WATERVLIET ARSENAL, N.Y. (June 2017) -- The Army's last remaining cannon manufacture has a great history of rising and then falling in stature after every military conflict since the War of 1812. But interestingly, it was not the wars at home or those overseas that have safeguarded the Watervliet Arsenal's 203 years of continuous operation -- it was a revolution.

When people think about revolutions, they might visualize images of the fighting in the American or the French Revolutions in the late 1700s. But after the American Civil War, there was another type of revolution. And unlike the death and destruction of a typical revolution, this revolution actually saved lives and improved the quality of life of every American.

A few years after the American Civil War, America entered into what was then called the Great Depression, only to be followed by another Great Depression in the 1930s.

As with any depression, there were significant worldwide economic challenges and extreme shortages of basic goods, except for one area -- there were no shortages of tinkerers, designers, and discovers who led what would become known as the Second Industrial Revolution.

During this revolution, which many say ran from the 1870s to the start of World War I, significant scientific discoveries that would effect the lives of everyday Americans were brought out of dusty research labs and into businesses and homes. One such discovery, generating power from magnetic grids, allowed manufacturing centers to move toward mass production by powering machine tools with a phenomenon called electricity. With electricity, manufacturers could move away from machines powered by animals, water, and steam. During this same time, a new invention called the incandescent light bulb would provide consistent, safe lighting to manufacturing production floors and offices.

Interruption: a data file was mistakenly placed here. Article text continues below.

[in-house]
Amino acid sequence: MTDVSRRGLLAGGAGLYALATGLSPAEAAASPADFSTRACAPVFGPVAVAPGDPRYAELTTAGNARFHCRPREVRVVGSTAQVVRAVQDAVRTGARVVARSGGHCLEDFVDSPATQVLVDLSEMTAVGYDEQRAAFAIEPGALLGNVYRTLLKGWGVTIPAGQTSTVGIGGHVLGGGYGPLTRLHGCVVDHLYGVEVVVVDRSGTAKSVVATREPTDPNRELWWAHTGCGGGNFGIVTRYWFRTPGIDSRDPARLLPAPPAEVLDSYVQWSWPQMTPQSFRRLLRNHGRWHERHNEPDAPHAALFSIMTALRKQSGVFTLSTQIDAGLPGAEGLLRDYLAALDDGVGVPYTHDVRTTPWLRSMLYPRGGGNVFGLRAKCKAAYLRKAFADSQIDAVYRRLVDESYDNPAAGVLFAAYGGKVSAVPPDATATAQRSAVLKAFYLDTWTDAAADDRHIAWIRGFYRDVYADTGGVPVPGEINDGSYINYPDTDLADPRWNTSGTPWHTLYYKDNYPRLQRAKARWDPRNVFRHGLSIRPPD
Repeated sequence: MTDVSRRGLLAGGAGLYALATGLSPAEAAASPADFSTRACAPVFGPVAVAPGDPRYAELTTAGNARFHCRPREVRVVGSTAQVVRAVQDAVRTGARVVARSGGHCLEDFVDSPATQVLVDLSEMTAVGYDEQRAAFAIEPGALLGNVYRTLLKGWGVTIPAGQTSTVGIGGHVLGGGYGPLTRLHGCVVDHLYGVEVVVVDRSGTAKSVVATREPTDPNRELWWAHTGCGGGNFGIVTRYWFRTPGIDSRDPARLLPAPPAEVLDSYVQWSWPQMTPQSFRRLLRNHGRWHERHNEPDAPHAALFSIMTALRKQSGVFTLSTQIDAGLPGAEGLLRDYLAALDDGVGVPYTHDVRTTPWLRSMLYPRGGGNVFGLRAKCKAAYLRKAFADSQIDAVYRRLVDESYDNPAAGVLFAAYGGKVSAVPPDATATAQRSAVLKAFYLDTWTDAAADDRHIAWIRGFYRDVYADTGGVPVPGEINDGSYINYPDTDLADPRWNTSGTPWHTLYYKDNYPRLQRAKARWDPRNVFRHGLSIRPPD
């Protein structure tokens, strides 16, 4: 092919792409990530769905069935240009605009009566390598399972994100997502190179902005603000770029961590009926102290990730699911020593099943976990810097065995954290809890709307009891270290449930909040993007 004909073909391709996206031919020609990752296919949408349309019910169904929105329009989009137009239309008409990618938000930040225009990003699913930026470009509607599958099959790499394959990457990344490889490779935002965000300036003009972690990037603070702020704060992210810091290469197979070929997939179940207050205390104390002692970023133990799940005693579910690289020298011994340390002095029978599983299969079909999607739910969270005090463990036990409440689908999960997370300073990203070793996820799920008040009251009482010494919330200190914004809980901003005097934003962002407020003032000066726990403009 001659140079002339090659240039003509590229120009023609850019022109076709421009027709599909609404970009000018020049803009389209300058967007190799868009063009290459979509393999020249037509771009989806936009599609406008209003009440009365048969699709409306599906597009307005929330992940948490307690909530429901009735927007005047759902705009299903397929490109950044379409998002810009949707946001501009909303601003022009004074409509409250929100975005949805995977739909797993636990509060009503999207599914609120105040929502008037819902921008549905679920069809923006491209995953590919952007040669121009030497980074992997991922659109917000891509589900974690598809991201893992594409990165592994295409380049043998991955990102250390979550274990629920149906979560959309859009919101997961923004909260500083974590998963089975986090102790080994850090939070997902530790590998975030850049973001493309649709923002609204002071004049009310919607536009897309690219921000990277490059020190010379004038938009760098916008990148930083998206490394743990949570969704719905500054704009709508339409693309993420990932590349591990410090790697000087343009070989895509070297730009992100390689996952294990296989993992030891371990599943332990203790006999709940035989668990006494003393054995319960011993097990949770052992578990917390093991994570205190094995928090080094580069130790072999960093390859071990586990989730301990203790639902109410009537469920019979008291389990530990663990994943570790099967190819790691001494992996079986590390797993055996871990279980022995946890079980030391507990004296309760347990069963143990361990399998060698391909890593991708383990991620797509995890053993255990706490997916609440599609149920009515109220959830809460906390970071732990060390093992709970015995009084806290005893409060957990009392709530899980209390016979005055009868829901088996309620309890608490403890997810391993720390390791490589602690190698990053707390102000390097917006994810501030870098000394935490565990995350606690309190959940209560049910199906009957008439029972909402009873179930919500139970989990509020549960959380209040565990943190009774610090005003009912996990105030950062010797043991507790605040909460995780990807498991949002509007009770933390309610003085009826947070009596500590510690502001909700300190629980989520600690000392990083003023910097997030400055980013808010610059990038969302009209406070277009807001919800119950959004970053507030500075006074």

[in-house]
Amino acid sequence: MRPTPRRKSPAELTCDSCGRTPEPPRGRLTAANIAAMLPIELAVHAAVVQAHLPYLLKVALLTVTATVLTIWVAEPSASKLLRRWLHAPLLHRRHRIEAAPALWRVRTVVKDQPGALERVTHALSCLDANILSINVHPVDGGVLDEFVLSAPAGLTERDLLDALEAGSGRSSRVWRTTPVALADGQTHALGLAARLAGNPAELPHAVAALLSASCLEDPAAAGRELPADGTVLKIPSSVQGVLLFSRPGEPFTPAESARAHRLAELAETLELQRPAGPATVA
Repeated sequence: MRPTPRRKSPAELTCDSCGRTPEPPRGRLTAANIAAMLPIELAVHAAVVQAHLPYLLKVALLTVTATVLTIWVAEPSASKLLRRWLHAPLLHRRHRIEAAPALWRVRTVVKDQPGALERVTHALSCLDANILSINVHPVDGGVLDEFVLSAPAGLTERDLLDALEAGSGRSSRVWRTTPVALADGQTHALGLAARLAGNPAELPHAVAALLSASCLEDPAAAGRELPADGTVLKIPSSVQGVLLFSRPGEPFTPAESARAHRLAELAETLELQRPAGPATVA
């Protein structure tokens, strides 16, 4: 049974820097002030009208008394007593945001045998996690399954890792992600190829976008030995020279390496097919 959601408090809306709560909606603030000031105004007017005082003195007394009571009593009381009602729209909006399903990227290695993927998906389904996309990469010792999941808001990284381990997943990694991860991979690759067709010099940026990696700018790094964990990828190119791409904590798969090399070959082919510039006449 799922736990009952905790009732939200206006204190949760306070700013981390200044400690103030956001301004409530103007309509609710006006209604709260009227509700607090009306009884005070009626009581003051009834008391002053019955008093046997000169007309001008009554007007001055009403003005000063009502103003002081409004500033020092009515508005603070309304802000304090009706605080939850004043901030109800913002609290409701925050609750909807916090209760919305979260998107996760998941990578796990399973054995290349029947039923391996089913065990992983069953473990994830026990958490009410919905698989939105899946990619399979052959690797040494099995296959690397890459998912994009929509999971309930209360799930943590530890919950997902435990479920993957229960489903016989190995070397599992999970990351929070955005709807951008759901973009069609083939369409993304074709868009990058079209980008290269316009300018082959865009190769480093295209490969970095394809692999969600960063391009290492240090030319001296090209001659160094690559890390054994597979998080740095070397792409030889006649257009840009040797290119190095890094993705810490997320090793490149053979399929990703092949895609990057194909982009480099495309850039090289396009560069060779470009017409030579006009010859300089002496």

The Revolution also drove growth in the field of metallurgy, which greatly benefited the Arsenal, too.

G. Peter O'hara, a retired Army mechanical engineer from the Arsenal, said that advancements in metallurgy in the 1870s allowed for the mass production of a hardened allow called steel.

Steel had an immediate effect on the quality of life of every American as it allowed for a massive expansion of railway systems by replacing iron rails, which were easily damaged and could not withstand the weight of larger locomotives, with cheaper, stronger steel. This technology allowed for the rapid migration of people and products throughout the country and is still in use today.

O'Hara added the Revolution's advancement in metallurgy also drove significant advancements in weapons technology.

"As nations began to mechanize their defense industrial base after the American Civil War, advancements in weapons technology was just a logical expansion of the science of the time," O'Hara said. "Four key advancements made in large caliber production led to the transformation of the Watervliet Arsenal from a maker of saddles to a maker of cannons."